“I was frequently reminded of an Arabic saying: 'Those who claim to foresee the future are lying, even if by chance they are later proved right'” – Vince Cable
A short post today with an early Christmas present for anyone interested in strategy.
At the very start of the year, I posted about scenario planning and how it can and should be used to evaluate your strategy. If you have a set of scenarios, you can use them to test how successful that strategy would be if each of the scenarios devised actually came to pass. Accordingly, this will allow you to remove blind spots and alert the organisation to potential future threats that may not have been considered. It is important to realise that scenarios are not predictions, forecasts or model runs – they are simply alternate, equally plausible, views of the future (Ramírez, 2020). Neither are they contingency plans, although they can help to inform contingency planning.
As described in the first volume of my book, scenarios can’t be developed for general use because they must challenge your organisation’s existing map of the future, the one that is currently being used, and that existing map tends to be specific to a given organisation. So, they need to be created in such a way that they present possible futures that the recipient will not have considered. As Kees van der Heijden (2005) wrote in his book “Scenarios”, your strategy must uniquely belong to you and cannot be based on a standard formula or model.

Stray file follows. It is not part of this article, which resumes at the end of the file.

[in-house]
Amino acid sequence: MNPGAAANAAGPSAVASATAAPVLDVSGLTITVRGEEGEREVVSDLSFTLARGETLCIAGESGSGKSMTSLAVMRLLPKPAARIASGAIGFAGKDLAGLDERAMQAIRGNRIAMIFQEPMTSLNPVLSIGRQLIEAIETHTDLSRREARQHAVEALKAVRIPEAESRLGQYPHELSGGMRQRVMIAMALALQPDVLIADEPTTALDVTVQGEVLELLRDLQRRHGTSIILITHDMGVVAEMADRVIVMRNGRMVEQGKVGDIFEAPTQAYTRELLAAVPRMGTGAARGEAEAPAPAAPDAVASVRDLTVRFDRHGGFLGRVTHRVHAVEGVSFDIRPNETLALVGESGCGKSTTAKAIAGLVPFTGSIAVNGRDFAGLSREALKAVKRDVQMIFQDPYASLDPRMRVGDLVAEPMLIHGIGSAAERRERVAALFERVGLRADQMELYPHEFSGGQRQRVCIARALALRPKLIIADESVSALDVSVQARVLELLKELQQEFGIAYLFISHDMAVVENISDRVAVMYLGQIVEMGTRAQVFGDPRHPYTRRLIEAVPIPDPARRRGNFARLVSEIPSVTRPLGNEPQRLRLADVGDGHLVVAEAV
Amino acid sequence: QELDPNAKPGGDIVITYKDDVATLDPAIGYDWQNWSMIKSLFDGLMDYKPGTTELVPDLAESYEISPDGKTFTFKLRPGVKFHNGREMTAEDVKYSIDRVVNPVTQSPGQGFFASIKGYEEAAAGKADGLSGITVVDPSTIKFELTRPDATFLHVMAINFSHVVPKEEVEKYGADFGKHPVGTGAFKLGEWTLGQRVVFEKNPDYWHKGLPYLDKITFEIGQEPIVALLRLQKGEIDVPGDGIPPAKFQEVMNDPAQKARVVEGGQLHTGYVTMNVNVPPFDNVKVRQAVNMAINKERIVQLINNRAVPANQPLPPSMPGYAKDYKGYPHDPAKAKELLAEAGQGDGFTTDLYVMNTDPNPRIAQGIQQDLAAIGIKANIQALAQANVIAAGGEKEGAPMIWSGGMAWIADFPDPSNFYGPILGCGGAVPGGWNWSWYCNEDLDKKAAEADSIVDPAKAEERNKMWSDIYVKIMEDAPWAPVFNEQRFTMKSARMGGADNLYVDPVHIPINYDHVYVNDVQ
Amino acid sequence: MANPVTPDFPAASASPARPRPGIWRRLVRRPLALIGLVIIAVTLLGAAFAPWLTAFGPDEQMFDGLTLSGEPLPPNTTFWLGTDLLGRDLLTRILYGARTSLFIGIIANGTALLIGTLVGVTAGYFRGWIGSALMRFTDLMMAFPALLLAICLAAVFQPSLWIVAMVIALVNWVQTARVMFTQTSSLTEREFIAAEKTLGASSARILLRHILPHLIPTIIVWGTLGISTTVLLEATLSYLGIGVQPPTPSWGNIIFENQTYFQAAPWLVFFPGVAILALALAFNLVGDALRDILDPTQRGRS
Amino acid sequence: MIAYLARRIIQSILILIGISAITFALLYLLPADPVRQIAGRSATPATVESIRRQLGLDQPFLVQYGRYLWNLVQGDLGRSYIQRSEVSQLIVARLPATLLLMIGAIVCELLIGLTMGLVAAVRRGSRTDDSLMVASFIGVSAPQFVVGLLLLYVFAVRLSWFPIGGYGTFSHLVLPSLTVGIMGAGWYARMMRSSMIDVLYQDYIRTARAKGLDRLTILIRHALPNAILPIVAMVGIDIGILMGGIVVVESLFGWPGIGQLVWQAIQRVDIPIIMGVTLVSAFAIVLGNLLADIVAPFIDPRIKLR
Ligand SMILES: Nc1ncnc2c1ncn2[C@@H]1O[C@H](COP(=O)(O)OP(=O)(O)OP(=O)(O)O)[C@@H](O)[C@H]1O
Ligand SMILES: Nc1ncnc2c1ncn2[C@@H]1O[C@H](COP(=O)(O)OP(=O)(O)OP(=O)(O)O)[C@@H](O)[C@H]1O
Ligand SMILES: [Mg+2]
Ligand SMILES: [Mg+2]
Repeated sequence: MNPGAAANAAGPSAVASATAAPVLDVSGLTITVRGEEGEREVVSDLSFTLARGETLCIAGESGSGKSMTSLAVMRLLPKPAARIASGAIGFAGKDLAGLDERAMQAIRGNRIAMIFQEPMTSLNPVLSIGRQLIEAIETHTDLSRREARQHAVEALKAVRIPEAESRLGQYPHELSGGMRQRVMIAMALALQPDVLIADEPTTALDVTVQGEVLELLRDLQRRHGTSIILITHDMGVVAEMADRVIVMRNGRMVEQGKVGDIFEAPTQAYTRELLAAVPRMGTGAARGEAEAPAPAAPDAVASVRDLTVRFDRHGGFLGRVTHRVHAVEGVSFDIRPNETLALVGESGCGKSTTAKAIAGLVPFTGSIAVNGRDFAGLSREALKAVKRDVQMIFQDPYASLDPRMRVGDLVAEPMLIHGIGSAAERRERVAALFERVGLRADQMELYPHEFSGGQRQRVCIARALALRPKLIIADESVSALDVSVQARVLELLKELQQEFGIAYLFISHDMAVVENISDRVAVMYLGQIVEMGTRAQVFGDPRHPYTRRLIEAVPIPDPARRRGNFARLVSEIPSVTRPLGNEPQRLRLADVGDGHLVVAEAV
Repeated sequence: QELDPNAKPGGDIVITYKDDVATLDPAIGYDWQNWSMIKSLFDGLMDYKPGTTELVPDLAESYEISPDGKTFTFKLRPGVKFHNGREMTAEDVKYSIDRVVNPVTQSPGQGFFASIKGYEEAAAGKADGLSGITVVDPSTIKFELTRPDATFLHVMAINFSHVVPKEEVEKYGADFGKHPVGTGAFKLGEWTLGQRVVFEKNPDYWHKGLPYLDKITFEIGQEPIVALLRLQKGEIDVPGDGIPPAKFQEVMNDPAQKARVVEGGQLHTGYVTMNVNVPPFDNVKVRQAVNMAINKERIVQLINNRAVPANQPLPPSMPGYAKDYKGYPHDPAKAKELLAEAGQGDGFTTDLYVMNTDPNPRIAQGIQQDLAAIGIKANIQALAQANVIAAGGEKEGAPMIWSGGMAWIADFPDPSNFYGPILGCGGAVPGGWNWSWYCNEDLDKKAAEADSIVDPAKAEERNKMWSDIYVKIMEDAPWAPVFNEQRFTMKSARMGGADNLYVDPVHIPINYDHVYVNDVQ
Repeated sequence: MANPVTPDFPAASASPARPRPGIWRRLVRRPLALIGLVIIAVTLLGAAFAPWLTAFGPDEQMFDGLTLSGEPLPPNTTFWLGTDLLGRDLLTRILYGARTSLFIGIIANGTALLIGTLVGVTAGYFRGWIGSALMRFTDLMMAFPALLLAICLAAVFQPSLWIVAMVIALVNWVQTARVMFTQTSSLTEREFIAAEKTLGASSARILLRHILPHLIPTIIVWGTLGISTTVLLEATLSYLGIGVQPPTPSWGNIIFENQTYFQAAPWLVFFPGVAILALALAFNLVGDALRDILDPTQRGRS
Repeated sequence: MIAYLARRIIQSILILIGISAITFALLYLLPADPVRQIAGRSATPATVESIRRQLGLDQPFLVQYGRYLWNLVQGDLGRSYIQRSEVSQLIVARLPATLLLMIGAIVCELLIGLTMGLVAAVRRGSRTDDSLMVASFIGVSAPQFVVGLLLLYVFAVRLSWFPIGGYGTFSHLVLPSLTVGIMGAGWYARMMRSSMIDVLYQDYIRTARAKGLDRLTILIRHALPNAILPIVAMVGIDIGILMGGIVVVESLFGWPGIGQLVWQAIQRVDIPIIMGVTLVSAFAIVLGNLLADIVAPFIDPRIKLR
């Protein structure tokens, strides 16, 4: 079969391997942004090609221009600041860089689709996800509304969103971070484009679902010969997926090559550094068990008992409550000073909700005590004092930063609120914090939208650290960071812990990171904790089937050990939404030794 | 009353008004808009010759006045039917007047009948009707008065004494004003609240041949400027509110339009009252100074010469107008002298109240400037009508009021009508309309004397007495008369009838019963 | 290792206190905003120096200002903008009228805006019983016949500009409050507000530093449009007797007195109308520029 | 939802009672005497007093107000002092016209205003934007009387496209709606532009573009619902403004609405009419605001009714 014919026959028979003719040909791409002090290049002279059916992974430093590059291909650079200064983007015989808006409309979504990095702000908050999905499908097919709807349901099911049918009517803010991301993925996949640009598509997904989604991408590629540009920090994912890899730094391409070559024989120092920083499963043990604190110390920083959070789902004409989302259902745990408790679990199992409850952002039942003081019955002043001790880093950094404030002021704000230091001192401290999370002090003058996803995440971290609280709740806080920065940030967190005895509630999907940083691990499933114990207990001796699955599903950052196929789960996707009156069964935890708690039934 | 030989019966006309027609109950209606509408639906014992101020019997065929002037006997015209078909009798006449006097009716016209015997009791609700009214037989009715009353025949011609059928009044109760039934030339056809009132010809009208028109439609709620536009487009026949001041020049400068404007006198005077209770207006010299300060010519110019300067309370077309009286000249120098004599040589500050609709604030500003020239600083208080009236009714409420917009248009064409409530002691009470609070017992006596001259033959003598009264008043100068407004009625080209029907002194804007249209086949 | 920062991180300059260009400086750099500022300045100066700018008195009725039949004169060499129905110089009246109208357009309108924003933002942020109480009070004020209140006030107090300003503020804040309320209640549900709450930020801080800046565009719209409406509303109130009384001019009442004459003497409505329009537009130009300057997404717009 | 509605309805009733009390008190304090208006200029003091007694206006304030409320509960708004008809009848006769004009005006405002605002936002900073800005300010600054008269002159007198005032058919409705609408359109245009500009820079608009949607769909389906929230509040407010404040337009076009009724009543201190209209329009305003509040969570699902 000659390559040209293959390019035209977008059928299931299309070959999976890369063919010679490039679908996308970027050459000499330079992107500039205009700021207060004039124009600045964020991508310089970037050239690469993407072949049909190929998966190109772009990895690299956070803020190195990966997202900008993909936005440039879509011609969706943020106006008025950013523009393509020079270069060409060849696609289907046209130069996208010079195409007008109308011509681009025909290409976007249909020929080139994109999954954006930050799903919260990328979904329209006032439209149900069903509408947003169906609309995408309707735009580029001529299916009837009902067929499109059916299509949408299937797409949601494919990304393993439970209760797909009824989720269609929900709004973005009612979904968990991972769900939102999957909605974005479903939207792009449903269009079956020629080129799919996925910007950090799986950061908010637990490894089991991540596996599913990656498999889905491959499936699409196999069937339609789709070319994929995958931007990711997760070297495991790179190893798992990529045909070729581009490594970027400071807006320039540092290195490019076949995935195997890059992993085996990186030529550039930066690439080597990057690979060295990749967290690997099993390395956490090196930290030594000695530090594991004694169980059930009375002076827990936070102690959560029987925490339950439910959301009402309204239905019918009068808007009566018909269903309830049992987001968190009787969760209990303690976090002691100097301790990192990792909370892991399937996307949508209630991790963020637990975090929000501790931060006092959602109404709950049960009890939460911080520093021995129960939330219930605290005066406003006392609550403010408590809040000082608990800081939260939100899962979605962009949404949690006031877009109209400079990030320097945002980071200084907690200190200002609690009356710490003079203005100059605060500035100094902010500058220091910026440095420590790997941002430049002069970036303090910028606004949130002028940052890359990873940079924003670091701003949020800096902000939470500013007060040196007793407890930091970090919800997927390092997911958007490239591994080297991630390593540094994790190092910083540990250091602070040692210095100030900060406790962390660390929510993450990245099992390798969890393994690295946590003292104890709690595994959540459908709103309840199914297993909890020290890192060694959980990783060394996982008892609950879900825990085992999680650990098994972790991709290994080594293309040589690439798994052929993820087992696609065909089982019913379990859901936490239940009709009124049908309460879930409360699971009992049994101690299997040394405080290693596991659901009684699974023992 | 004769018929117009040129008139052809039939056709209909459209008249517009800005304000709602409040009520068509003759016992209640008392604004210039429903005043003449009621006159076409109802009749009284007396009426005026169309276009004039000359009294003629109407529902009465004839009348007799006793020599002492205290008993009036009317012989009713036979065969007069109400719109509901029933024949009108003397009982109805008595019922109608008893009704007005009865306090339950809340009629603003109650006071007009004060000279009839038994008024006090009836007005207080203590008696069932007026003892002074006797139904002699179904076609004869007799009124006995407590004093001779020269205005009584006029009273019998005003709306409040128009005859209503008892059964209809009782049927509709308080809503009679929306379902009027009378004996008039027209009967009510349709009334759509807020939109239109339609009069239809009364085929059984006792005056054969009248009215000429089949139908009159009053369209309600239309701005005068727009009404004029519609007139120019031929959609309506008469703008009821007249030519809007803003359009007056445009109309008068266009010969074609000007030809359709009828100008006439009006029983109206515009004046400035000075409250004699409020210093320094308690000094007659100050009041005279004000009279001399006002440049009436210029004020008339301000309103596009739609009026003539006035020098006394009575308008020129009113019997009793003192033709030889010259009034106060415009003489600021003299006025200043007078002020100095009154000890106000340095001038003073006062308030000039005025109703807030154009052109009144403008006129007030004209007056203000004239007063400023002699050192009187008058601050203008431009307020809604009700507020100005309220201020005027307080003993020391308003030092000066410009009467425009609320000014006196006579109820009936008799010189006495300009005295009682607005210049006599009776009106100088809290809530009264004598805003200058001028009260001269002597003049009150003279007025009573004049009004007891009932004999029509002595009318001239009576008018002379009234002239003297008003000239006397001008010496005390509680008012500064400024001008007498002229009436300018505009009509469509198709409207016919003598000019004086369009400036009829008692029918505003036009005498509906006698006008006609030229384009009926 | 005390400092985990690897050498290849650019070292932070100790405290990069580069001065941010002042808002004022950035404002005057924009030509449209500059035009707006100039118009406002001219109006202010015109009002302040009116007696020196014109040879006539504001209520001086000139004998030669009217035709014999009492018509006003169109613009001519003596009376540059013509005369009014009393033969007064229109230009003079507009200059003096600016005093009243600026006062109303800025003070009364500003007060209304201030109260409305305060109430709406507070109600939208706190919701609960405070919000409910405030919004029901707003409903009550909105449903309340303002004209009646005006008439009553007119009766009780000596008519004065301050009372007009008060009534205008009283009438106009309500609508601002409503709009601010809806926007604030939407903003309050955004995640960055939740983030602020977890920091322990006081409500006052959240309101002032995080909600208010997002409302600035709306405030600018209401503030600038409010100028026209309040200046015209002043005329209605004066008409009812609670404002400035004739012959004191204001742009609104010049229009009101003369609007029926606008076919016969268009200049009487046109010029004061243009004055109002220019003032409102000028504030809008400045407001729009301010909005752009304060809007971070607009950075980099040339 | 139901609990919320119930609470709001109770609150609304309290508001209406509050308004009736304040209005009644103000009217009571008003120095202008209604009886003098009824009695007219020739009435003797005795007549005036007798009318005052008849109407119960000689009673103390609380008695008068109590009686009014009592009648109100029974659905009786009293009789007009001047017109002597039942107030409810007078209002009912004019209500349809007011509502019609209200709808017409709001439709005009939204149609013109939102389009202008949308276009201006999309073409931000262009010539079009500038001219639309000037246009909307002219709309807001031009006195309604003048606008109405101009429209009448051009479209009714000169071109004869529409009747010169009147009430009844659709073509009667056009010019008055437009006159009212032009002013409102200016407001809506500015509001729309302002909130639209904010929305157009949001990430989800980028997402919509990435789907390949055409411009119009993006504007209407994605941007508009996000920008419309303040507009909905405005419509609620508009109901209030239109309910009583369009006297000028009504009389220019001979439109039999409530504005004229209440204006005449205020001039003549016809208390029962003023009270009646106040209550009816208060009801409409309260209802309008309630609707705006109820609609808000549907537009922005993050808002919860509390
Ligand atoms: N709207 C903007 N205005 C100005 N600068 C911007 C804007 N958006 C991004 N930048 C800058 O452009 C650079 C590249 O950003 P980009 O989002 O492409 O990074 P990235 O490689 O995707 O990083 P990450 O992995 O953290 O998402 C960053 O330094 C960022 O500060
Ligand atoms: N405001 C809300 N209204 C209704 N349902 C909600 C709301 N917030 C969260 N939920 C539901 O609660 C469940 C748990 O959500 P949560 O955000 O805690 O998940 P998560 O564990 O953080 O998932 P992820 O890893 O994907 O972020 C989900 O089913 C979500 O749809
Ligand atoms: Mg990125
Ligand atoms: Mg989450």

Now, having said all that, it might surprise you that I am going to direct you to a recent HBR article I read that describes a standard set of globalisation scenarios created by EY for 2027.
Please don’t be tempted to simply plug these in and use them to develop or test your own strategy. As noted above, the scenarios you use must be specific to your organisation and its unique circumstances. And 2027 is relatively near term when considering how scenarios will impact the business. Nonetheless, I think the HBR article is helpful in that it presents plausible possible globalisation outcomes that you should consider when scenario planning. It is a good illustration of the deductive technique for scenario building, described by Ramírez and Wilkinson (2016), choosing two key external influences – economic and diplomatic policy, both of which are outside the control of most organisations – and imagining different futures based on how those influences develop. And it underlines the importance of testing strategy against contrasting assumptions.
Want to Know More?
I wrote more about scenarios and how they can be used to test and future-proof strategy in the first volume of my book: Strategy and Innovation for a Changing World – Part 1: Sustainability Through Value Creation, and specifically in Chapter 6: “Uncertain Futures”.
References and Further Reading
Ramírez, R. (2020). Introduction to the Oxford Scenario Planning Approach. Oxford Scenarios Programme course notes.
Ramírez, R., & Wilkinson, A. (2016). Strategic Reframing. Oxford: Oxford University Press.
Wray, J.; Jones, O.; McCaffrey, C. R., & Krumbmüller, F. (2022, November 29). 4 Plausible Geopolitical Scenarios CEOs Should Consider When Setting Strategy. Harvard Business Review. https://hbr.org/sponsored/2022/11/4-plausible-geopolitical-scenarios-ceos-should-consider-when-setting-strategy.
van der Heijden, K. (2005). Scenarios: The Art of Strategic Conversation. Chichester: John Wiley & Sons.
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